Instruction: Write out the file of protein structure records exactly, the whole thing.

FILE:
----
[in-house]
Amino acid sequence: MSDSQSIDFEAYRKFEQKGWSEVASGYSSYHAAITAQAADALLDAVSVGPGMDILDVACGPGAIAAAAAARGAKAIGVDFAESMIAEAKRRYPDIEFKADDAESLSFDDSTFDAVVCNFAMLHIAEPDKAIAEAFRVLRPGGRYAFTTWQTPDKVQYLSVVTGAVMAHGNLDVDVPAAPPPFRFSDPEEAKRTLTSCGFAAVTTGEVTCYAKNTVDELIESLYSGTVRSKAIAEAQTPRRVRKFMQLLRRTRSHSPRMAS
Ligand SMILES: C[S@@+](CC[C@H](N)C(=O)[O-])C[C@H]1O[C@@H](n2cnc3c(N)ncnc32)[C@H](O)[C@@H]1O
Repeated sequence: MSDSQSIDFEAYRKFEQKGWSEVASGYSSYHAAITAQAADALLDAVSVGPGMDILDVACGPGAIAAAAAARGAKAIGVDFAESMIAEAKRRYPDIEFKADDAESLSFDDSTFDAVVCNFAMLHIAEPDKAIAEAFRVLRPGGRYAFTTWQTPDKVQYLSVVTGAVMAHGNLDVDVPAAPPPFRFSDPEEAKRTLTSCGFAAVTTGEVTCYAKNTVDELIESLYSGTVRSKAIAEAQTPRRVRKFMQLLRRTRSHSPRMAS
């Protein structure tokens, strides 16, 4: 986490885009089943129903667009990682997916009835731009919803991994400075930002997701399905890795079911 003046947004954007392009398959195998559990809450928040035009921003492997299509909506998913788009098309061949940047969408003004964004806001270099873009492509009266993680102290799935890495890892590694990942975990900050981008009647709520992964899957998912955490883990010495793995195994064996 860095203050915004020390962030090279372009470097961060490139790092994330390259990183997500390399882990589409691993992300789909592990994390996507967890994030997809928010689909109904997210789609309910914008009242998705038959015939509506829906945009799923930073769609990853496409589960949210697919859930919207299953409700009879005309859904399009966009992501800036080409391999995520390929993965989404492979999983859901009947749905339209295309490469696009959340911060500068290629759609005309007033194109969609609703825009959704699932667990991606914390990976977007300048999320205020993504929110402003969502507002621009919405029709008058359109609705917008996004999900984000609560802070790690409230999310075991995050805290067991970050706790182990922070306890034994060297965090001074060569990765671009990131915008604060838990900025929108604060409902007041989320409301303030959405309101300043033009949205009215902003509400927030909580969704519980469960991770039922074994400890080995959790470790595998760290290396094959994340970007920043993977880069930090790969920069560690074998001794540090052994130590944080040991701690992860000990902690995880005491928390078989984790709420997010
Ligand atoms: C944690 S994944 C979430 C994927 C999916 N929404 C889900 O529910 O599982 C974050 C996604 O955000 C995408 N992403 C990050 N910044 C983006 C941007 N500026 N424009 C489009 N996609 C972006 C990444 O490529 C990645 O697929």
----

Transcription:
[in-house]
Amino acid sequence: MSDSQSIDFEAYRKFEQKGWSEVASGYSSYHAAITAQAADALLDAVSVGPGMDILDVACGPGAIAAAAAARGAKAIGVDFAESMIAEAKRRYPDIEFKADDAESLSFDDSTFDAVVCNFAMLHIAEPDKAIAEAFRVLRPGGRYAFTTWQTPDKVQYLSVVTGAVMAHGNLDVDVPAAPPPFRFSDPEEAKRTLTSCGFAAVTTGEVTCYAKNTVDELIESLYSGTVRSKAIAEAQTPRRVRKFMQLLRRTRSHSPRMAS
Ligand SMILES: C[S@@+](CC[C@H](N)C(=O)[O-])C[C@H]1O[C@@H](n2cnc3c(N)ncnc32)[C@H](O)[C@@H]1O
Repeated sequence: MSDSQSIDFEAYRKFEQKGWSEVASGYSSYHAAITAQAADALLDAVSVGPGMDILDVACGPGAIAAAAAARGAKAIGVDFAESMIAEAKRRYPDIEFKADDAESLSFDDSTFDAVVCNFAMLHIAEPDKAIAEAFRVLRPGGRYAFTTWQTPDKVQYLSVVTGAVMAHGNLDVDVPAAPPPFRFSDPEEAKRTLTSCGFAAVTTGEVTCYAKNTVDELIESLYSGTVRSKAIAEAQTPRRVRKFMQLLRRTRSHSPRMAS
């Protein structure tokens, strides 16, 4: 986490885009089943129903667009990682997916009835731009919803991994400075930002997701399905890795079911 003046947004954007392009398959195998559990809450928040035009921003492997299509909506998913788009098309061949940047969408003004964004806001270099873009492509009266993680102290799935890495890892590694990942975990900050981008009647709520992964899957998912955490883990010495793995195994064996 860095203050915004020390962030090279372009470097961060490139790092994330390259990183997500390399882990589409691993992300789909592990994390996507967890994030997809928010689909109904997210789609309910914008009242998705038959015939509506829906945009799923930073769609990853496409589960949210697919859930919207299953409700009879005309859904399009966009992501800036080409391999995520390929993965989404492979999983859901009947749905339209295309490469696009959340911060500068290629759609005309007033194109969609609703825009959704699932667990991606914390990976977007300048999320205020993504929110402003969502507002621009919405029709008058359109609705917008996004999900984000609560802070790690409230999310075991995050805290067991970050706790182990922070306890034994060297965090001074060569990765671009990131915008604060838990900025929108604060409902007041989320409301303030959405309101300043033009949205009215902003509400927030909580969704519980469960991770039922074994400890080995959790470790595998760290290396094959994340970007920043993977880069930090790969920069560690074998001794540090052994130590944080040991701690992860000990902690995880005491928390078989984790709420997010
Ligand atoms: C944690 S994944 C979430 C994927 C999916 N929404 C889900 O529910 O599982 C974050 C996604 O955000 C995408 N992403 C990050 N910044 C983006 C941007 N500026 N424009 C489009 N996609 C972006 C990444 O490529 C990645 O697929």